I was interested to read of Councillor Andrews’s commendable efforts to improve the cleanliness of our streets by urging the council to invest more in equipment to remove chewing gum from the pavements. It struck me however as a low key issue compared with other issues, particularly the general state of our pavements.
I am constantly concerned that my wife will either trip or fall on the uneven surfaces that present themselves when visiting Earlsdon shops. This, coupled with the hazard of negotiating cars, vans and even lorries parked on our pavements, is a very real problem, particularly for older citizens and people with disability. The damage caused by these parking practices is plain to see. A very good example is outside the City Arms, where the beer lorry can often be seen parked totally on the pavement, despite the pub having a perfectly useable car park. And yet nothing is done.
The speckling of chewing gum on our pavements is certainly far from aesthetically pleasing but it is no threat to life and limb. The general state of our pavements on the other hand most certainly is. I would like to see Councillor Andrews’s undoubted energy focused more on the real priorities which face us in Earlsdon. The chewing gum issue can surely wait.
ECHO invited Councillor Andrews to respond and he replied:
Whilst I accept that the removal of gum may be considered a ‘low key’ issue compared with other issues, I can assure readers that I am able to campaign on numerous fronts simultaneously. The ‘street pride’ scene is a regular complaint I receive from residents and my work on gum removal was a response to a rise in complaints about chewing gum, specifically on Earlsdon Street.
I have done a great deal of work to campaign for numerous issues in Earlsdon, including for better pavements. In the ward, a total of £165,000 has been spent on improving pavements in this financial year. Specifically in Earlsdon Street, we have explored bollards to protect the pavements from things like business delivery vans, but we received objections on highways grounds based on bus movements and traffic flow. With regard to the City Arms, I can assure you that I have raised this matter previously with highways officers, and we have written to Wetherspoons to raise this concern.
I work very closely with my ward colleagues, Cllr Ken Taylor and Cllr Michael Hammon, to lobby for funding for pavement improvements and we have had some success in the ward. We are also working with the bus companies to protect local services, we campaigned successfully to protect the clock roundabout, and regularly support local residents with numerous endeavours. I also led the campaign at the Council House to return the Earlsdon Festival to the community, which is now made possible thanks to the extreme dedication of local volunteers.
I can assure readers, that by campaigning for one particular issue it does not mean that I am downgrading other issues. I of course recognise the need for better and safer pavements in some areas, and I am regularly out and about in Earlsdon gauging the views and opinions of local people.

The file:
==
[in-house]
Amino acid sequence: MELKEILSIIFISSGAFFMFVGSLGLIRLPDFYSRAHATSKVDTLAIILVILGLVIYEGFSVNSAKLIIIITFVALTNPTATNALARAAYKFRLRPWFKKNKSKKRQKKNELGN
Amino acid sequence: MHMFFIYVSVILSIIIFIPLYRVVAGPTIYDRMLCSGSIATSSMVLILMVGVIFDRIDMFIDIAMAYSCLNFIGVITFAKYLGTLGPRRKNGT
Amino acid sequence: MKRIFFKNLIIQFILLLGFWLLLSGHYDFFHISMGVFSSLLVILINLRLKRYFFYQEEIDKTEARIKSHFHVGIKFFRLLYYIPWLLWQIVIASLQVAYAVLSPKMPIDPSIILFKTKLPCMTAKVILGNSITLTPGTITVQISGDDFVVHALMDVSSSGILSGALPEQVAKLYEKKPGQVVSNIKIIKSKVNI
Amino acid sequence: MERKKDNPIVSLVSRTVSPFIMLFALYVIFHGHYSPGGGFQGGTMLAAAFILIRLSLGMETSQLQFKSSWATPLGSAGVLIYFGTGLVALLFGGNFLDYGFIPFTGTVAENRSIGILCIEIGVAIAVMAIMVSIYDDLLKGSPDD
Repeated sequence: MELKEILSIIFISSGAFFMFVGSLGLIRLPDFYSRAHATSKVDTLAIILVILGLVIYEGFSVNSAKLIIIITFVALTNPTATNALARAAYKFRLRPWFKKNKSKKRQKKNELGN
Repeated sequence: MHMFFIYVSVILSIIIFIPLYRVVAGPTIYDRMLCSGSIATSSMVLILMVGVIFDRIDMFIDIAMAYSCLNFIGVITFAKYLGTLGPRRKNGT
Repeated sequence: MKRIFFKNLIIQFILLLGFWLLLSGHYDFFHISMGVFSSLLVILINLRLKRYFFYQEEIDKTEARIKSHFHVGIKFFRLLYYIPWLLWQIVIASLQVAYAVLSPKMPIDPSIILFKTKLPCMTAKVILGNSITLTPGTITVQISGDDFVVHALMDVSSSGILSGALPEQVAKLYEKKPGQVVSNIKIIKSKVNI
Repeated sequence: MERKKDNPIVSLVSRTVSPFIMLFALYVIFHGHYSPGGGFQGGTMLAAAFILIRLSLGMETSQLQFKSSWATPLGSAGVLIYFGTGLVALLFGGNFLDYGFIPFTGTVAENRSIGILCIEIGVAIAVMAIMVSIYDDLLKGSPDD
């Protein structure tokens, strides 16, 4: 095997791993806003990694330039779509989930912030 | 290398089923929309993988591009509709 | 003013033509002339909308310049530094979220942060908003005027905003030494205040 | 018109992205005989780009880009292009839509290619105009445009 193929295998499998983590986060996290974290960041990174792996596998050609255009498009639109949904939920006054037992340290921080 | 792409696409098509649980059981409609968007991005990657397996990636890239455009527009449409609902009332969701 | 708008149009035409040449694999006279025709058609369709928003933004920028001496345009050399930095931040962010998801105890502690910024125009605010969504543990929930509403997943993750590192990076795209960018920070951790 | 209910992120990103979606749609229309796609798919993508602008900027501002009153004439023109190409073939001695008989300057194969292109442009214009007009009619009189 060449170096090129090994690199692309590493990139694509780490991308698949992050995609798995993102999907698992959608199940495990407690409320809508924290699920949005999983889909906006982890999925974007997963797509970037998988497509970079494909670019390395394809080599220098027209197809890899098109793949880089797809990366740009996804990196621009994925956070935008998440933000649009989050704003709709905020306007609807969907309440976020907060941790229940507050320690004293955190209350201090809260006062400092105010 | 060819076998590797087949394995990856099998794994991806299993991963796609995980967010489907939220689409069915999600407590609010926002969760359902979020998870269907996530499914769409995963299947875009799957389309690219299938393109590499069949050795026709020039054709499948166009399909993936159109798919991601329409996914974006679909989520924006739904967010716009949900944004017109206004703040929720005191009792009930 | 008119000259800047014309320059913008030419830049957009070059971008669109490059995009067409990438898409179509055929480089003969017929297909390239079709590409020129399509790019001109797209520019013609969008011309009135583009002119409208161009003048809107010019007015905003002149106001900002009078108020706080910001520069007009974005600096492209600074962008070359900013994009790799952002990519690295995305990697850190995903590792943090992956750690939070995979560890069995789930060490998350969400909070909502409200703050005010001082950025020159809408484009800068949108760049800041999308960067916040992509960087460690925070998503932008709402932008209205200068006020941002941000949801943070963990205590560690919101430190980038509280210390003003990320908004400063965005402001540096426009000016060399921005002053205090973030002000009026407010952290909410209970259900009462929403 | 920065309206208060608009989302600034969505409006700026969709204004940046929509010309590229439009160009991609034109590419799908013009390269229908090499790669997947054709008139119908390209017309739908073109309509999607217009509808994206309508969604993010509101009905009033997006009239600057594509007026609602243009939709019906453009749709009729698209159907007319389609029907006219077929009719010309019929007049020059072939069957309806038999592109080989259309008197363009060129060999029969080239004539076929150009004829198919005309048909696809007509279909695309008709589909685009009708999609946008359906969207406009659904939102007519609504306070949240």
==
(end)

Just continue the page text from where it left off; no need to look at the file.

Cllr Allan Andrews
THERE IS A CALL FOR REAL ALE
This letter is in response to one we printed late last year. Unfortunately we received it in December during the two month gap between issues and then due to a mistake on our part it did not appear in the February issue, for which we apologise.
I am told that someone wrote in recently and misquoted me as saying that there was no call for cask ales here. Just to clarify. When I first took over in August we did not have many customers asking for cask ales. Some customers started to ask for it from end of September time and I got in some Hobgoblin to try it out. Obviously, cask ales are tricky as they have such a short shelf life. I needed to ensure that I would have enough real ale drinkers in to sell it all so that it was not wasted. The first barrel – there was some waste, the next one a bit less. It has had to be a gradual process to ensure the good quality of beer is always served, but trying to keep waste to a minimum.
Now I am normally offering a choice of 2 cask ales – a combination of either a medium, a light or a dark one, including the very popular Marstons EPA. Clearly, in order to maintain our high standards of real ale and to be able to continue to sell it, we need plenty of real ale drinkers to keep coming here!
I know from personal experience that the Albany was a well known cask ale pub. I worked here back in 1977-78 (my first job when I left school at 16 years old) and when Anne and Cliff ran it, we sold different cask ales such as Marstons Pedigree. As this pub is a traditional old pub, I would very much like to continue with the cask ales and increase the choices. So real ale drinkers – please take note – the Albany Pub sells cask ales again!!